I did not expect how much being back in Dallas would feel like coming home. Four months isn’t that long, but a lot has happened since I moved at the end of June! I was unprepared for the massive nostalgia of being back. I could drive on auto-pilot, I had my go-to bank to make some fundraising check deposits, and my library card still worked when I needed to waste a little extra time. This is my home. It’s going to be too short of a stay, I can already tell.
At 6:00 I pulled into the driveway behind Sanjay and followed him inside the house. Ketan greeted me with a massive smile and a hug, and I said, “It’s weird how not-weird this feels!” Anju and Chrisette came home, and my Dallas family/bosses was complete! Once again, it felt like nothing had changed.
“You’re going to be so jealous,” I bragged to Anju and Ketan. “I went to a Harry Potter festival – the whole town participated and it was amazing! Want to see pictures?”
“Yes!” they cried, and we all piled on the couch so I could relive my roadtrip with them.
Some things HAVE changed, like how they love capoeira now, and they dropped basketball and dance in order to take painting classes. Ketan is also taking SAT prep classes even though he is twelve.
“Not like, the real SAT?” I insisted.
“Yeah, I’m taking the actual test in January. If I get an 1800 I can go to special summer classes at Johns Hopkins.”
OH, and Anju was so excited to tell me she had read Cinder, and she’d saved the discussion questions at the end so we could go over them together. We went through all twelve questions, covering topics like
“What does it mean to be human? Is it primarily physiological? Cultural? Emotional? What do you think could have led to cyborgs being perceived as less than human in Cinder’s world? What about Lunars, who evolved from a human colony? What real-world parallels can you draw between the discrimination against cyborgs and Lunars to that of race, disability, and class?”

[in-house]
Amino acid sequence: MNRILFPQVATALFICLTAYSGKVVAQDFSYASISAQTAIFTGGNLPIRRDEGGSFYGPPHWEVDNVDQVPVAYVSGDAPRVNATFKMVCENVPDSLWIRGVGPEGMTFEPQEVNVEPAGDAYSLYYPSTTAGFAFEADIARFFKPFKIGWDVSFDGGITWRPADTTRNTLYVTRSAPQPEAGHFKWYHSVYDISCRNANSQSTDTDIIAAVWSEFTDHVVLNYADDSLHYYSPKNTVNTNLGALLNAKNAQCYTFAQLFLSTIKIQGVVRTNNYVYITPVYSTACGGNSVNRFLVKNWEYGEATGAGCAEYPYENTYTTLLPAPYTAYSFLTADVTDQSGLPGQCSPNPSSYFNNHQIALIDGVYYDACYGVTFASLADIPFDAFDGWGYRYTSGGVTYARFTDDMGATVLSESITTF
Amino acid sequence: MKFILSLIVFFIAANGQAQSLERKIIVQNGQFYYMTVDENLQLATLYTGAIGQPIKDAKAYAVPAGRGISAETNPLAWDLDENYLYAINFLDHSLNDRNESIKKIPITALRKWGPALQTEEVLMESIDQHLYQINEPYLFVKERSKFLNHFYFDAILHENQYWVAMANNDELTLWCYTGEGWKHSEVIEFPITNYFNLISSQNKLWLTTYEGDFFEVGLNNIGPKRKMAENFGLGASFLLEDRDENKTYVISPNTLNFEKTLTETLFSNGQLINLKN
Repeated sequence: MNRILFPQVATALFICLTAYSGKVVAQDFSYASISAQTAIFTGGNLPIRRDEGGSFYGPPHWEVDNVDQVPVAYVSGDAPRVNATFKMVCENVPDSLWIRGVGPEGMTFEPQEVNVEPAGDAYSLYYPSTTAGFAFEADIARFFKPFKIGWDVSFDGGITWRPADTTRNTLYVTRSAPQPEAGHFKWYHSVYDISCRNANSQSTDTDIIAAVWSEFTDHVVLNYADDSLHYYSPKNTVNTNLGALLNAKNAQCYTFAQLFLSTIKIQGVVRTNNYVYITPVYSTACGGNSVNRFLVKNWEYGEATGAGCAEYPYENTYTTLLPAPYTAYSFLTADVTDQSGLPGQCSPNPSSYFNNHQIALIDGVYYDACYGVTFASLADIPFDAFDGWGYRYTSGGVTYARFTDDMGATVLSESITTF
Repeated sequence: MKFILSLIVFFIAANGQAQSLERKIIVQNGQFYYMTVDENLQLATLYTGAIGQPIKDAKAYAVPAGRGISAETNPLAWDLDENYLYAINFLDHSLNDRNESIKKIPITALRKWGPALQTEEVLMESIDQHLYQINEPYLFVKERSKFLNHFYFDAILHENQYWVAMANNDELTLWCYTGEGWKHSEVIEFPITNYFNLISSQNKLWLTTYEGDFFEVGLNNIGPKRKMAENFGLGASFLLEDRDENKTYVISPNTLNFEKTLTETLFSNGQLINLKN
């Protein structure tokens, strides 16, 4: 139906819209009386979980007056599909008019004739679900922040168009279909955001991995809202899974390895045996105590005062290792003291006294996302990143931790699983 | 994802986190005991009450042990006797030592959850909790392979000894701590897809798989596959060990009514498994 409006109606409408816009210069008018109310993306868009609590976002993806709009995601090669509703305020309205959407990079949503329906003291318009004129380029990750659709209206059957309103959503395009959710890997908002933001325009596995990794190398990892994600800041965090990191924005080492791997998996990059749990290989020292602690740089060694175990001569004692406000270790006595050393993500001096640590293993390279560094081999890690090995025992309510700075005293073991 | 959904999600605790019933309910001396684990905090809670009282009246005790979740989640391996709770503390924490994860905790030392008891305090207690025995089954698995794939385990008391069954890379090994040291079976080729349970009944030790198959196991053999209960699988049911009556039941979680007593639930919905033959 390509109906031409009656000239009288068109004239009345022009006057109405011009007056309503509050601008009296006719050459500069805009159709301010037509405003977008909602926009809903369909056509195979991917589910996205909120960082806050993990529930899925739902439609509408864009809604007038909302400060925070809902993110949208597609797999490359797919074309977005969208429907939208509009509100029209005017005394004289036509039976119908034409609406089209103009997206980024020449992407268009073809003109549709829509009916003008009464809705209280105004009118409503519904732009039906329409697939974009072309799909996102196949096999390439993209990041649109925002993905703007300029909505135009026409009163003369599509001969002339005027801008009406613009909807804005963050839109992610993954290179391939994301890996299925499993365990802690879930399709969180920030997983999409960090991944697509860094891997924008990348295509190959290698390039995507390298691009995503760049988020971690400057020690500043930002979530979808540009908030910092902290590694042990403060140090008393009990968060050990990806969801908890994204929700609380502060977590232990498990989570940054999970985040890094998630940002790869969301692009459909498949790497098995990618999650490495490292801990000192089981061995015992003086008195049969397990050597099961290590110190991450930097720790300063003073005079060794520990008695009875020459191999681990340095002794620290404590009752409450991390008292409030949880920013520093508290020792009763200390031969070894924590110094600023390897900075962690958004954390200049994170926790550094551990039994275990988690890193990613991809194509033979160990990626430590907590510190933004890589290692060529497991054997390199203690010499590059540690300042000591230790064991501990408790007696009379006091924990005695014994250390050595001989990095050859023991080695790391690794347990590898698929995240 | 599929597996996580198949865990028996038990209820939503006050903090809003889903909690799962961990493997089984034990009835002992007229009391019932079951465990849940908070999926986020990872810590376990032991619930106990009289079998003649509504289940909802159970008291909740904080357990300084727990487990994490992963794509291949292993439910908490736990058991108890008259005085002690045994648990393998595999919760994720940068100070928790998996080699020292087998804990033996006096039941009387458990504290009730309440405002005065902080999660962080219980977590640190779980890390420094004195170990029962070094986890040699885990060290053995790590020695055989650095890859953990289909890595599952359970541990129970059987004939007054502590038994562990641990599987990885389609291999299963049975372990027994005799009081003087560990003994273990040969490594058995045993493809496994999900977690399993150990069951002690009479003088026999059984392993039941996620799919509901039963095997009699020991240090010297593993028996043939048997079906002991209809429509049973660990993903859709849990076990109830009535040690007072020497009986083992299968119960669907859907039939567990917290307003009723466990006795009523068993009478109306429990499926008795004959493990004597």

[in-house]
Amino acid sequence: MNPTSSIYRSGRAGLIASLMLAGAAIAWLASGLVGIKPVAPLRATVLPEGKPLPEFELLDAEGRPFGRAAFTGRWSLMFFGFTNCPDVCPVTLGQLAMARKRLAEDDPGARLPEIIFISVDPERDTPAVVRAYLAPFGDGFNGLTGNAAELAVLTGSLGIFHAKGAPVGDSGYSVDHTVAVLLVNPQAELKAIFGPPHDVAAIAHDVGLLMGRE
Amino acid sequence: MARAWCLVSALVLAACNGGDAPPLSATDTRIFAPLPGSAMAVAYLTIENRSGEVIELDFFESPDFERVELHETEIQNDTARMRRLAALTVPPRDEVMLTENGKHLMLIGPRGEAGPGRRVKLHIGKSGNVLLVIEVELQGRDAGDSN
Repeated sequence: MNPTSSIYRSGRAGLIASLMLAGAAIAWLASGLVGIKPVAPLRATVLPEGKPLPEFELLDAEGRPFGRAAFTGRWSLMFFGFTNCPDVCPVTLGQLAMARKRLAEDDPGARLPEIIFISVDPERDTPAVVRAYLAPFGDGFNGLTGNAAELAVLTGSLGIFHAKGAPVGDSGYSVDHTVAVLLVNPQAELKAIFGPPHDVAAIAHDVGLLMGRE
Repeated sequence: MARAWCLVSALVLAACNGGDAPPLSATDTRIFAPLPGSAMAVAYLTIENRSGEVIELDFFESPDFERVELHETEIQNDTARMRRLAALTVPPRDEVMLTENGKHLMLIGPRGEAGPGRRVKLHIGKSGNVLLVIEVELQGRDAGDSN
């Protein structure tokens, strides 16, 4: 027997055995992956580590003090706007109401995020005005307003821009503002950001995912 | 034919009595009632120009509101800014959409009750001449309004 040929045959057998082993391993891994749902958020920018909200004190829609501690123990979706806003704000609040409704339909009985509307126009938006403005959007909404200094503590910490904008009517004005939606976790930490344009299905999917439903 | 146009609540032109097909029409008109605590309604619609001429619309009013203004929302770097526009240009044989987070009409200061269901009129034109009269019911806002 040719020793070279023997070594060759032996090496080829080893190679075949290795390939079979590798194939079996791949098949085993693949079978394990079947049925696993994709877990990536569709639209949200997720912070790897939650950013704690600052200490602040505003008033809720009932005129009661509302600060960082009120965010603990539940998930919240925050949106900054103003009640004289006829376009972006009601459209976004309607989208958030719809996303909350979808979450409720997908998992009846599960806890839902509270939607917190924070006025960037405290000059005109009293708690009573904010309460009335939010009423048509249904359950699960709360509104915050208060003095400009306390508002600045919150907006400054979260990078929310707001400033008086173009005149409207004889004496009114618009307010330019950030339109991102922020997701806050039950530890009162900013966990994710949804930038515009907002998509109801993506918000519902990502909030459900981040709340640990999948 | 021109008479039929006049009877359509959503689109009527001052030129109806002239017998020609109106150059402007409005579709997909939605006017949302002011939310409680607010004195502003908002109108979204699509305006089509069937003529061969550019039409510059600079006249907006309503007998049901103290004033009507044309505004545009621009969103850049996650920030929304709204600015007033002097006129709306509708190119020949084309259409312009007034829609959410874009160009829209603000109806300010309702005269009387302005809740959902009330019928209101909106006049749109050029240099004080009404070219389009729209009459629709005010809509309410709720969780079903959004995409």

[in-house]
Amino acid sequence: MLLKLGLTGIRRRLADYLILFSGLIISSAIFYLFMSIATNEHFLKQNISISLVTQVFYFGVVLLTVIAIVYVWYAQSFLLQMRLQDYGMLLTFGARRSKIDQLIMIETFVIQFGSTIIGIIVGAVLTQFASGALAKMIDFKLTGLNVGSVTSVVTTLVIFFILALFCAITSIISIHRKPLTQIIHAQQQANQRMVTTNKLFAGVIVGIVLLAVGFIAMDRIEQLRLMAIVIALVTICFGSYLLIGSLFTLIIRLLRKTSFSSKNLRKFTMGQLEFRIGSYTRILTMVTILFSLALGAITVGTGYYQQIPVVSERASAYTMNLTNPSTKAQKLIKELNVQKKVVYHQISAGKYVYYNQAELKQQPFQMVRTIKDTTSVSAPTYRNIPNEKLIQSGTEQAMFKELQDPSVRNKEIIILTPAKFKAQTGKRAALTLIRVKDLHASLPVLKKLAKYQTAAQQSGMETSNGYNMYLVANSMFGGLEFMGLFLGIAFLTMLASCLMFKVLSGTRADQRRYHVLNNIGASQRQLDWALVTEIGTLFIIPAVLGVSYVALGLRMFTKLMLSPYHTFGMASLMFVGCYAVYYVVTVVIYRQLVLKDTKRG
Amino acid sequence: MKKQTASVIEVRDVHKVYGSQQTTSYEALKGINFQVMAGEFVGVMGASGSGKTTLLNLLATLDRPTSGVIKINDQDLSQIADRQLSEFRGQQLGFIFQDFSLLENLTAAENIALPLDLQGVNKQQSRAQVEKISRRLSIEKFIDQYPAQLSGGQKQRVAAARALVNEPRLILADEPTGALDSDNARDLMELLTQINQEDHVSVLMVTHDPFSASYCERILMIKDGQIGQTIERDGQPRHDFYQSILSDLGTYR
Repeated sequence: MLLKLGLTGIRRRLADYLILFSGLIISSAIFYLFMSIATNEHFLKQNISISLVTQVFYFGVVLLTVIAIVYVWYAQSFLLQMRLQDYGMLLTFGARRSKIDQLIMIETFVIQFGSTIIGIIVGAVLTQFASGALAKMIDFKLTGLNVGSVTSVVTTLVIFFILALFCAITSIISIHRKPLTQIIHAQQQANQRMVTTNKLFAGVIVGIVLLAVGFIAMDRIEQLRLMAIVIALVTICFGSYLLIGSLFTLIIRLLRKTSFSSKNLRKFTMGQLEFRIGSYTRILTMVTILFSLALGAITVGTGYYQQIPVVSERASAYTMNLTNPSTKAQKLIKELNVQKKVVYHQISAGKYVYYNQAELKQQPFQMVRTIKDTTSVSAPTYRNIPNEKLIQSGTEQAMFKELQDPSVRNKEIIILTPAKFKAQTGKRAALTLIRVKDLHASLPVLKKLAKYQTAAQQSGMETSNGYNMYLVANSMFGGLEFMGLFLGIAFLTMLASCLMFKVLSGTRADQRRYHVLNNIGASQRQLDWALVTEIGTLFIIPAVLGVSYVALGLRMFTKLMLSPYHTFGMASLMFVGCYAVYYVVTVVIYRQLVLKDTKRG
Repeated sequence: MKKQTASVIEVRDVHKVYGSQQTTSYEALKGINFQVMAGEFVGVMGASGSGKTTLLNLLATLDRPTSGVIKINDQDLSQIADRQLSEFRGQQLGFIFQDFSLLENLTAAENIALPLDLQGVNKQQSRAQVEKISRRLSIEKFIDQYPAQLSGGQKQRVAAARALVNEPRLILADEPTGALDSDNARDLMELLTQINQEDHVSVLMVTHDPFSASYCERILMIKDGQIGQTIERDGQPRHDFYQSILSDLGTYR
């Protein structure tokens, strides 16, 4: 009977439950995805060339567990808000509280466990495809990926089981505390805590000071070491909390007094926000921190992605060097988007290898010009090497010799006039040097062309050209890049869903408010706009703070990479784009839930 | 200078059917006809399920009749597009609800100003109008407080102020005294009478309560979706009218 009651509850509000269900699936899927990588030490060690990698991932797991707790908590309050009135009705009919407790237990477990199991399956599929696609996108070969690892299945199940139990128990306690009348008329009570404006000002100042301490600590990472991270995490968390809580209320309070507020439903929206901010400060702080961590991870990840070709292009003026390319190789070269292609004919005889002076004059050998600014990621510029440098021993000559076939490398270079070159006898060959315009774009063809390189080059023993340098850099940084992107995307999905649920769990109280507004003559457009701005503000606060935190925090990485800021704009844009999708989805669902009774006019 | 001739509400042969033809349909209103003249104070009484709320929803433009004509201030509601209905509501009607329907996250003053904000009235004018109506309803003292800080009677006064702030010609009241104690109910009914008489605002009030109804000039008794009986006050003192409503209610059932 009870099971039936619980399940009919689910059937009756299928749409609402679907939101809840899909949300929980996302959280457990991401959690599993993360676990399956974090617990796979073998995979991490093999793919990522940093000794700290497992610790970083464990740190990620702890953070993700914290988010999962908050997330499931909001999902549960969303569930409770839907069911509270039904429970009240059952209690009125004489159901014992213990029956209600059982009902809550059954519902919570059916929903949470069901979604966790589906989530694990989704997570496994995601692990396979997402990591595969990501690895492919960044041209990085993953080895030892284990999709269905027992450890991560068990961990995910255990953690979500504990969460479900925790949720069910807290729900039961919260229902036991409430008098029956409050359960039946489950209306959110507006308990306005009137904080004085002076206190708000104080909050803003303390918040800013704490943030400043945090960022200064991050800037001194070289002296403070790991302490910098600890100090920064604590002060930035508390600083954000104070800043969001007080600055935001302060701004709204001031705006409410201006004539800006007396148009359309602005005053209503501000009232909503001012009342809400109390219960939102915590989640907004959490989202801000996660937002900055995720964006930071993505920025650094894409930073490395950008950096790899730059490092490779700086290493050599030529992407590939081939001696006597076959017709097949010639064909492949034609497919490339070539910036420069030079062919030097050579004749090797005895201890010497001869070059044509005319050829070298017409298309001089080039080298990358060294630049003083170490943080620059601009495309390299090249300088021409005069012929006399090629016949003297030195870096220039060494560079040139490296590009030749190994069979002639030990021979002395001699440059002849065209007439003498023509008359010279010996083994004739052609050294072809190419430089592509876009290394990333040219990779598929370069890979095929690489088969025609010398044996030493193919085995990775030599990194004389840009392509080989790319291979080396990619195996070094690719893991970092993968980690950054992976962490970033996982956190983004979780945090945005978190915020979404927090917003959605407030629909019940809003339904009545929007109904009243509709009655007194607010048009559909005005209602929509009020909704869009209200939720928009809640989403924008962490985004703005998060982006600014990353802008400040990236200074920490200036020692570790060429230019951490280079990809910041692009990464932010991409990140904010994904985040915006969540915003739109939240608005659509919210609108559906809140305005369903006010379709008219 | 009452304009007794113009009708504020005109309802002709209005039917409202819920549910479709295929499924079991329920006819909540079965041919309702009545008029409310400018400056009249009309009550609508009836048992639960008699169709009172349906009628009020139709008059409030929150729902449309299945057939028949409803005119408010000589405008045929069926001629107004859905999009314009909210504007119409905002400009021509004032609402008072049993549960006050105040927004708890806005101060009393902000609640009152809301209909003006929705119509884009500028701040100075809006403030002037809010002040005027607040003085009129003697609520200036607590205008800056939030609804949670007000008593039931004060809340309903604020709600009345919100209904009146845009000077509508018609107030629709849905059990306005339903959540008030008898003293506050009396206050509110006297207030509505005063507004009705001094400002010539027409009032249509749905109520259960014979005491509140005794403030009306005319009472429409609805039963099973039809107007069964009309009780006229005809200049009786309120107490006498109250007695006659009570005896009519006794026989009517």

I’m not kidding. She’s nine, and was super into discussing the sociological implications and symbolism in children’s literature.
THESE KIDS. They’re geniuses.
Of course, then they wanted to show me the “Watch me whip, watch me nae nae” dance, so. They’re also still ridiculous.
Christette’s dad and Auntie Caleen came over for a delicious Sanjay-cooked dinner. They’ve just come back from Athens and Istanbul, and I made adult conversation until Ketan sidetracked me with “Who would be on your superpower team if superpowers included magic?”
After dinner, the kids and I went upstairs to watch Back to the Future II, since today is the day that Marty McFly travels to (October 21, 2015). We laughed at how we don’t have horrible fashion or hoverboards, and I thought for the thousandth time how weird it is that I used to be paid to hang out with these awesome individuals.
When the movie ended and I had wrestled away from their clutches, I walked them to their rooms to get ready for bed. Ketan had a brand new copy of Magnus Chase and the Gods of Asgard (Rick Riordan’s newest book) on his bedside table.
“Are you taking this on your trip?” I asked him.
“No. You can read it while we’re gone if you want.”
“Oh, I couldn’t….You’re really not going to take it?”
“OKAY IT’S MINE NOW.”
I’m so glad the last four months have not made anything weird between the kids and me. We fell right back into our rhythm, and I love them still so much.
It’s going to be excruciating to leave Dallas again.
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